Much has been made of the revolutionary 3-D work in James Cameron's Avatar, but despite all that excitement no film has stepped forward to utilize the effect in the same way. Instead, theaters have been plagued with films that suffer horribly from a postproduction 3-D conversion, which typically looks absolutely horrendous (The Last Airbender, Clash of the Titans), or whose effects are so subtle that the 3-D is unnoticeable (Toy Story 3).
So it came as quite a surprise when director Martin Scorsese (Shutter Island, The Departed) announced that he would be directing an adaptation of the popular children's book The Invention of Hugo Cabret in no less than three dimensions. With the release of Hugo there is one question that the film begs to answer: Has Scorsese proven that 3-D, when used by a master artist, can be an effective storytelling tool that can take film to new heights?
From the first frame of Hugo to the last, the definitive answer is yes. Martin Scorsese has created the definitive 3-D film that will likely never be topped. His mastery of technique and storytelling allows the 3-D to not only operate in a psychological way but also in a more physical way than audiences have ever seen before. Characters lean in and out of the screen, the city of Paris sprawls for miles, and every single speck of dust that floats in the air has weight thanks to the spectacular 3-D rendering.
Hugo is a bold representation of all of the modern advancements of film but its most surprising element is its ties to the history of all film. Every meticulous moment demonstrates Scorsese's passions for filmmaking and film history. It is a film about making films and the power that cinema has wielded since its inception.
More specifically, Hugo follows the story of a young, scruffy boy named Hugo Cabret (Asa Butterfield) who has lived alone in a Parisian train station for several months, since the death of his father (Jude Law) and his drunken uncle's (Ray Winstone) mysterious disappearance. In order to not be noticed by the semi-villainous Station Inspector (Sasha Baron Cohen), Hugo continues his uncle's job of keeping the station's clocks running and lives amongst the giant gears that pump out steam and spin endlessly.
Hugo's only continual friend is a broken mechanical man that he and his father were attempting to fix before his father's untimely death. Hugo thinks that if he were to fix the automaton that it might reveal a secret message from his late father that would explain Hugo's very purpose for existing.
In order to fix his mechanical man, Hugo steals tools and clockwork pieces from the train station's toyshop and lands himself in a spot of trouble with the icy man who runs the booth, Georges (Robert Kinglsey). Only with the help of Georges' goddaughter, the intellectual Isabelle (Chloe Moretz), can Hugo hope to fix the automaton, find his purpose in life, and reveal the secret that Georges is hiding.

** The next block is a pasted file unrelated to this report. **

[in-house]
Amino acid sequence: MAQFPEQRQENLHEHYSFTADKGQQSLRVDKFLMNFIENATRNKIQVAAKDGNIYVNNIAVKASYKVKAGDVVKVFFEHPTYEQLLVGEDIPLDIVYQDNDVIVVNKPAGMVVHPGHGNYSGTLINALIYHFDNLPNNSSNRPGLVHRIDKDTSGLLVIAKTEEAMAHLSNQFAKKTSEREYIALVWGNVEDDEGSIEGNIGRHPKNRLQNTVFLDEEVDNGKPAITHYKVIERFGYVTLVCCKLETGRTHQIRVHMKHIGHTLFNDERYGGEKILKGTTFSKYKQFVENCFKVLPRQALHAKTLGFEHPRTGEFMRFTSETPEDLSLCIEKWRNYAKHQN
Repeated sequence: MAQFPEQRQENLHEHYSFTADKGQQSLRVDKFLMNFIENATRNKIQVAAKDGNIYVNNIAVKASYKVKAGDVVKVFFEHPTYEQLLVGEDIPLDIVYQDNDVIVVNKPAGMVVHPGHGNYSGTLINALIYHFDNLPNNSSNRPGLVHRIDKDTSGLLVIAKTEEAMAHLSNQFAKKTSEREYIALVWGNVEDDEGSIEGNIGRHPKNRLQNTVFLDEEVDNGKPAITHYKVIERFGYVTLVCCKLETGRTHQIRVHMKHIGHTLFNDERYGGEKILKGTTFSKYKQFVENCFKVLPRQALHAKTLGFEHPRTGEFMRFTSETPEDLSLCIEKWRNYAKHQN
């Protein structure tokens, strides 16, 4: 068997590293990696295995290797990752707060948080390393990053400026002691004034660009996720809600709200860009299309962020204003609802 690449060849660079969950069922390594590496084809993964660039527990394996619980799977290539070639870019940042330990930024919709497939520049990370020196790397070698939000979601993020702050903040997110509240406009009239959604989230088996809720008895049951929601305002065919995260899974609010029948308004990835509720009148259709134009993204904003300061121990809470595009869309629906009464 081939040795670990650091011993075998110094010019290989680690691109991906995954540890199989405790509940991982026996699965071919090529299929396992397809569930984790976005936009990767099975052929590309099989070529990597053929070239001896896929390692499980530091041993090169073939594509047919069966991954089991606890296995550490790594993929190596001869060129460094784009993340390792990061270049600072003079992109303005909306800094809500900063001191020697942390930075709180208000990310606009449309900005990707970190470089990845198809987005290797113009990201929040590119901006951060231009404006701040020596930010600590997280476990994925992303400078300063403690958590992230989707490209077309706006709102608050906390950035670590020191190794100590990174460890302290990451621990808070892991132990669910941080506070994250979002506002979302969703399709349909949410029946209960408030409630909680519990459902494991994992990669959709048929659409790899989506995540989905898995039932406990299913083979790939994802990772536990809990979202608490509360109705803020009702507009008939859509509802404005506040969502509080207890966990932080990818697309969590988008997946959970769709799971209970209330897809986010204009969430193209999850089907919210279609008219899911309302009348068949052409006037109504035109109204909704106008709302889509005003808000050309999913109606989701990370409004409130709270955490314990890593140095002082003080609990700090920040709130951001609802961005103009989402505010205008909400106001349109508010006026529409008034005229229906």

Screenwriter John Logan has created a wonderful adaptation of Brain Selznick's award-winning book. Every character in the film is well utilized and on their own compelling personal journey. Even the villainous Station Inspector is shown to be multi-dimensional; his quest to romance the adorable flower girl is full of heartbreak and delicate eccentricity.
All of these characters are brought to life by an assortment of some of the most notable actors, young and old, that span all generations of film history. From Ben Kingsley to Asa Butterfield, every cast member is superb; even Christopher Lee (The Lord of the Rings, Horror of Dracula) appears briefly.
Hugo's second half is where the film takes on a completely different trajectory and reveals why it is the perfect story for a filmmaker like Scorsese to tell. Through various means, Hugo and Isabelle find themselves on an adventure through film history. Scorsese doesn't hold back, the film becomes a true love letter to the beginning of film, even discussing the powerful effect of The Great Train Robbery and Arrival of a Train at La Ciotat.
However, it isn't enough for Scorsese to just comment on the history of film because before long Scorsese recreates these scenes in a modern context and in full 3-D. It is a powerful effect and one that very clearly demonstrates just how much film has grown since its beginnings at the end of the 19th century.
While this exploration into film history is fantastical and one of the most celebratory moments of filmmaking this year, it takes Hugo away from its adventurous beginnings. The story finds a way to link Hugo's own quest for self-identity to that of the history of film but it never really connects on an emotional level. In this way, Hugo feels like two separate films that work well together but don't fully serve each other's goals and themes.
Either way, Hugo has to be seen to be believed. Not only does it feature a wonderfully crafted world, revolutionary 3-D effects, and lovable fully-realized characters but it operates as an adventure into film history that any fan of the medium will quickly fall in love with.
|3 / 4 Reels|